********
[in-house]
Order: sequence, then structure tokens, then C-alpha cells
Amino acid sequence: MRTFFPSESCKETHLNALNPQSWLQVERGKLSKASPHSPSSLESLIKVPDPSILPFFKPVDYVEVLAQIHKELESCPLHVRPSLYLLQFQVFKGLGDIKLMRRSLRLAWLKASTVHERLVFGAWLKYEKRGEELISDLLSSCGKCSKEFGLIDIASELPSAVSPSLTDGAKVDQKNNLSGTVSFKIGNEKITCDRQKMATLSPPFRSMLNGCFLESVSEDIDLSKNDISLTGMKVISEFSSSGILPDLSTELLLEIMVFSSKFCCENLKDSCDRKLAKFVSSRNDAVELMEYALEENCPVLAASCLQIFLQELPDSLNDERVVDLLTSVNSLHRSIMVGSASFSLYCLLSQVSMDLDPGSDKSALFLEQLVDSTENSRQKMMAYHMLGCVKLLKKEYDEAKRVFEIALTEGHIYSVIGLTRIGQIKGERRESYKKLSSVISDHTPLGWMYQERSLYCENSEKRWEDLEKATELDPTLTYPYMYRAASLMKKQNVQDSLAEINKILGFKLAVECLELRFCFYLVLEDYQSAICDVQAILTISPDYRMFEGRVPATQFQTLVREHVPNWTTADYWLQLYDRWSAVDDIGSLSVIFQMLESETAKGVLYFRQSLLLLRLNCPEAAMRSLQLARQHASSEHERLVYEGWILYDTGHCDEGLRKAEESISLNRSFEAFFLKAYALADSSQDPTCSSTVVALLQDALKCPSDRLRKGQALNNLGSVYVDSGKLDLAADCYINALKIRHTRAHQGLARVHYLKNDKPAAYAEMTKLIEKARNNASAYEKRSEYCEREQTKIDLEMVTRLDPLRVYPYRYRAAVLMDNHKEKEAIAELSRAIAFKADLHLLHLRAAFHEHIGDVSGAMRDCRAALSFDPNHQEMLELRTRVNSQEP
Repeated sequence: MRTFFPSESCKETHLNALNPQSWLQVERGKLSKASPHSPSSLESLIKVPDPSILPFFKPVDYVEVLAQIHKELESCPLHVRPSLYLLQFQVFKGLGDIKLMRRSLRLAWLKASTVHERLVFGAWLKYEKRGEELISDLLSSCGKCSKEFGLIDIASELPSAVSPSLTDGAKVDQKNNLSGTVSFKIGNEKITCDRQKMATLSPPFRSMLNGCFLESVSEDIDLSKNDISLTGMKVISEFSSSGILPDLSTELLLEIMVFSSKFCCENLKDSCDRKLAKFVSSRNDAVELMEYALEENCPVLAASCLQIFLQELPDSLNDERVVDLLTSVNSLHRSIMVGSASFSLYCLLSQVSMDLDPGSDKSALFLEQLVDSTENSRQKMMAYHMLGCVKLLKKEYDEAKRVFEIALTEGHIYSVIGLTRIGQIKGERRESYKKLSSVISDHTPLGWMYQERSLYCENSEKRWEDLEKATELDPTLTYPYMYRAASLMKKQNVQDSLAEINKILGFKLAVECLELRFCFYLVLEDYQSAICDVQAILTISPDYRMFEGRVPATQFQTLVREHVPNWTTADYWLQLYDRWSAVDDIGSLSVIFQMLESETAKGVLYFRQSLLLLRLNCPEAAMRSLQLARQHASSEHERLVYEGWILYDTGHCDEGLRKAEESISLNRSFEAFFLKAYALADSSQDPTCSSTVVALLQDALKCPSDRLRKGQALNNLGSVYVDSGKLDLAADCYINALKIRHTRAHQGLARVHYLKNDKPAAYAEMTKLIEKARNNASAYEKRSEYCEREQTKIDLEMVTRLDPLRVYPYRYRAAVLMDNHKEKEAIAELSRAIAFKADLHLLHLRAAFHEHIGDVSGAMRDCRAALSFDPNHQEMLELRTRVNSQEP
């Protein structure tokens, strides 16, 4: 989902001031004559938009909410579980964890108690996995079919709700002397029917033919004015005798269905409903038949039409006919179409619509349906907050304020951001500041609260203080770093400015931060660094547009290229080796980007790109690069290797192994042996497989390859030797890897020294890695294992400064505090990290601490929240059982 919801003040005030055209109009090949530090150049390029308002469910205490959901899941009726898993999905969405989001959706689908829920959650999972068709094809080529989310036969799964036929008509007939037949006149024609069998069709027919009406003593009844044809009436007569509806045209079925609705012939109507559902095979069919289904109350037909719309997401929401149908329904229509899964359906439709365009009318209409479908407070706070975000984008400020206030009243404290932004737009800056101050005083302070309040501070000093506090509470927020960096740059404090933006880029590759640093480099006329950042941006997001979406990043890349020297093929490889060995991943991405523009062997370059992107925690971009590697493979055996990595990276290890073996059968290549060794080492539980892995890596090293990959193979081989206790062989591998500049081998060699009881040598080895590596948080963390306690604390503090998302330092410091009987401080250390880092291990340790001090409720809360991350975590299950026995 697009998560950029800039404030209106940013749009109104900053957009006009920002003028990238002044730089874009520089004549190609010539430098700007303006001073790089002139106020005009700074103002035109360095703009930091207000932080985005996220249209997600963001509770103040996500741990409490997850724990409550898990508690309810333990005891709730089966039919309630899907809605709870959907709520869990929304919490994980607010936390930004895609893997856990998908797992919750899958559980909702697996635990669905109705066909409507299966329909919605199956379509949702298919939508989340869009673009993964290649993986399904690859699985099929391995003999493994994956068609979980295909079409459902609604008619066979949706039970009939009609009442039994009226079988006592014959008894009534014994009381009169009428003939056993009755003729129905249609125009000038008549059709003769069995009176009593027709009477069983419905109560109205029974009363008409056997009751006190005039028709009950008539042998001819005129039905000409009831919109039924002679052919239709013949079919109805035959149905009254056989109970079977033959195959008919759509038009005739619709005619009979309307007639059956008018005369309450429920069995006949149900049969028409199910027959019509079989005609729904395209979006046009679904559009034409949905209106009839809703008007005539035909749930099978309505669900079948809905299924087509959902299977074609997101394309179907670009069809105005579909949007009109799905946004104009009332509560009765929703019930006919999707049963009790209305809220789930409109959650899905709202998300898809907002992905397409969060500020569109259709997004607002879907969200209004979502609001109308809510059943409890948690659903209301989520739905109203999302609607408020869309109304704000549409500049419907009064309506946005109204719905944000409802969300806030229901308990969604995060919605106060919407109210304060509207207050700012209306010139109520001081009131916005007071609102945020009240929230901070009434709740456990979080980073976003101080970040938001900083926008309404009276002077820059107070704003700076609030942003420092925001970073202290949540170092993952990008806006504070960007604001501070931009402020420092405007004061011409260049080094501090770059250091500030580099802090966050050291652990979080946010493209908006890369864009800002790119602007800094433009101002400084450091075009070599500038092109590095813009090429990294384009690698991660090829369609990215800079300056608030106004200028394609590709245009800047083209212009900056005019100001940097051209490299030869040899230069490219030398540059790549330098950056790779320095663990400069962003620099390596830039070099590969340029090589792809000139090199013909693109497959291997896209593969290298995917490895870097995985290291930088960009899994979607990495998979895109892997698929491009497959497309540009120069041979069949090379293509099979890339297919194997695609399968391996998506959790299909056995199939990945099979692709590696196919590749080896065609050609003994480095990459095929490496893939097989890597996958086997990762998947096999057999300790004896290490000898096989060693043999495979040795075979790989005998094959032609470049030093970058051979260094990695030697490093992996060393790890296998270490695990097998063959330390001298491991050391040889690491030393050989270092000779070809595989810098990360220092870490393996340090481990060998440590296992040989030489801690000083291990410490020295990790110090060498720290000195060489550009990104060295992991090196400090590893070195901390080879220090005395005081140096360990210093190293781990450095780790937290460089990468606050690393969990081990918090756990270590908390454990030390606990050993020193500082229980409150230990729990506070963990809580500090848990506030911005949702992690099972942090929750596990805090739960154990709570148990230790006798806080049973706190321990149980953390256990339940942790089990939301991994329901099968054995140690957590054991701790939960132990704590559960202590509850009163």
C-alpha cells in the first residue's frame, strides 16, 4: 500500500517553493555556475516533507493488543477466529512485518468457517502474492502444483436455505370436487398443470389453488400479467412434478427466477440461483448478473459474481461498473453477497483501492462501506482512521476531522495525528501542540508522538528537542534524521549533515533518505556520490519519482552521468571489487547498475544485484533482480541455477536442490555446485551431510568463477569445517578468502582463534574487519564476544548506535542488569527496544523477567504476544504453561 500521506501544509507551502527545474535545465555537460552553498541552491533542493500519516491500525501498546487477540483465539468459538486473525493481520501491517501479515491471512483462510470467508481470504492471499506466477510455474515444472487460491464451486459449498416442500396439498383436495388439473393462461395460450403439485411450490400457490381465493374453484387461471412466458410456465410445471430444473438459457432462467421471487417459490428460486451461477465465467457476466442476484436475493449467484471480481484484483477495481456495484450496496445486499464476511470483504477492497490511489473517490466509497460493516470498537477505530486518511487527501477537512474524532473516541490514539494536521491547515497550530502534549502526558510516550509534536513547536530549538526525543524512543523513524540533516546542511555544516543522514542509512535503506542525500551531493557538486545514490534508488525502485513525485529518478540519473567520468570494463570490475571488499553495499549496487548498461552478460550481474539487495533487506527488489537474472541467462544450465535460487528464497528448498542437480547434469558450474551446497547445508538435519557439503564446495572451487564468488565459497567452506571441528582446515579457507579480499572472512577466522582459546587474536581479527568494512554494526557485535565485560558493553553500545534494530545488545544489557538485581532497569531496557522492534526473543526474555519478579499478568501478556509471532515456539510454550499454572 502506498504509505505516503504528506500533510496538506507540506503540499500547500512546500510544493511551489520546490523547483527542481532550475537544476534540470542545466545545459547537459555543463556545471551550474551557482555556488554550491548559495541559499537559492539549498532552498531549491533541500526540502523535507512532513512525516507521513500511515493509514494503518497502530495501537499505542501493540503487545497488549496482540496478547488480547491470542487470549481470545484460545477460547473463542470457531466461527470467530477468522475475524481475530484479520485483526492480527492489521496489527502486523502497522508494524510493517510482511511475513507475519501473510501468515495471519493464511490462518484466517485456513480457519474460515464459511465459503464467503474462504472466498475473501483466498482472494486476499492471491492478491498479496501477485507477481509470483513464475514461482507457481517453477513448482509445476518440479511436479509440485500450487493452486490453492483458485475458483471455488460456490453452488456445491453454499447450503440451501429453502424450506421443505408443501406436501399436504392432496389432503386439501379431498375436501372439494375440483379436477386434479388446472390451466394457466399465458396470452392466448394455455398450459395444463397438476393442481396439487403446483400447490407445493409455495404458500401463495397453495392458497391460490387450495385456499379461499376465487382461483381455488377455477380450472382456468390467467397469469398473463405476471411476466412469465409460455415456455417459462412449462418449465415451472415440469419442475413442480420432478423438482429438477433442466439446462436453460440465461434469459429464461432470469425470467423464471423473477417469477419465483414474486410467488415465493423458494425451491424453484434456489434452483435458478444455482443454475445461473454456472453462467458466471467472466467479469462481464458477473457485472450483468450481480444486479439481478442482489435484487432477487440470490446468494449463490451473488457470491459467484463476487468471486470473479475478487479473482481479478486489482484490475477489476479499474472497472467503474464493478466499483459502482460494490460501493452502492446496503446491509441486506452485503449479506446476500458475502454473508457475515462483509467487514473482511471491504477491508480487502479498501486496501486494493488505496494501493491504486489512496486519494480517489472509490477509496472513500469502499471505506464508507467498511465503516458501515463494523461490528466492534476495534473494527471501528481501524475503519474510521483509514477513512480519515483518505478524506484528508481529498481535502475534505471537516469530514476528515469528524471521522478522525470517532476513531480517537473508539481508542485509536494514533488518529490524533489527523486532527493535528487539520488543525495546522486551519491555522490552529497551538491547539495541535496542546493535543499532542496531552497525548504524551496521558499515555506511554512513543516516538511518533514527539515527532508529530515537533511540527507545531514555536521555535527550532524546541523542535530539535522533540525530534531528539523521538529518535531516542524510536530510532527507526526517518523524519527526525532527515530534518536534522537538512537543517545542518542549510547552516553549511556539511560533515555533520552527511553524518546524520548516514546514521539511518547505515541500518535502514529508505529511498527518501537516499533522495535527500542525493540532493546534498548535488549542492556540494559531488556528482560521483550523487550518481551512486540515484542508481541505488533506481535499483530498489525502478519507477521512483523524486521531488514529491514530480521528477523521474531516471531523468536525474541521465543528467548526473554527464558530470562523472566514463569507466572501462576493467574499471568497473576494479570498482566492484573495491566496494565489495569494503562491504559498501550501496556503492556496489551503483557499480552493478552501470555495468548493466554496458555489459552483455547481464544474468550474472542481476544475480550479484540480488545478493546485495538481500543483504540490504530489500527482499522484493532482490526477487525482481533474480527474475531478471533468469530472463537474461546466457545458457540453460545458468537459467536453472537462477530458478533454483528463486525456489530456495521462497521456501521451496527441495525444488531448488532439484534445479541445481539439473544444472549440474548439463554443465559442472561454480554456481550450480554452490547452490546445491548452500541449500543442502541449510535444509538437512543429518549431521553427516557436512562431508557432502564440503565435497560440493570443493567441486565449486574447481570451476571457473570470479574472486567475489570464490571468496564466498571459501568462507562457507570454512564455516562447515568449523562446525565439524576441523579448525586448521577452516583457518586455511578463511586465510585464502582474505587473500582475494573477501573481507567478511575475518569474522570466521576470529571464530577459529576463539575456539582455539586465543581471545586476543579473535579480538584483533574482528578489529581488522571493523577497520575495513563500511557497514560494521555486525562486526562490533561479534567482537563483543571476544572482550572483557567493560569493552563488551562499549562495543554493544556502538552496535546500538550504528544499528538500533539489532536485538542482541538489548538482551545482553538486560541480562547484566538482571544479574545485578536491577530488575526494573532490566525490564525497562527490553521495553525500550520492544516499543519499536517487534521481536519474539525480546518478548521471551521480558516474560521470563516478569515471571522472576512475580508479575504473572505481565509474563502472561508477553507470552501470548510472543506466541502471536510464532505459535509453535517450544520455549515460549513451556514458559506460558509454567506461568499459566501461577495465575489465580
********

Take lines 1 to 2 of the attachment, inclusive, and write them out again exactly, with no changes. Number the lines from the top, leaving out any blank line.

[in-house]
Order: sequence, then structure tokens, then C-alpha cells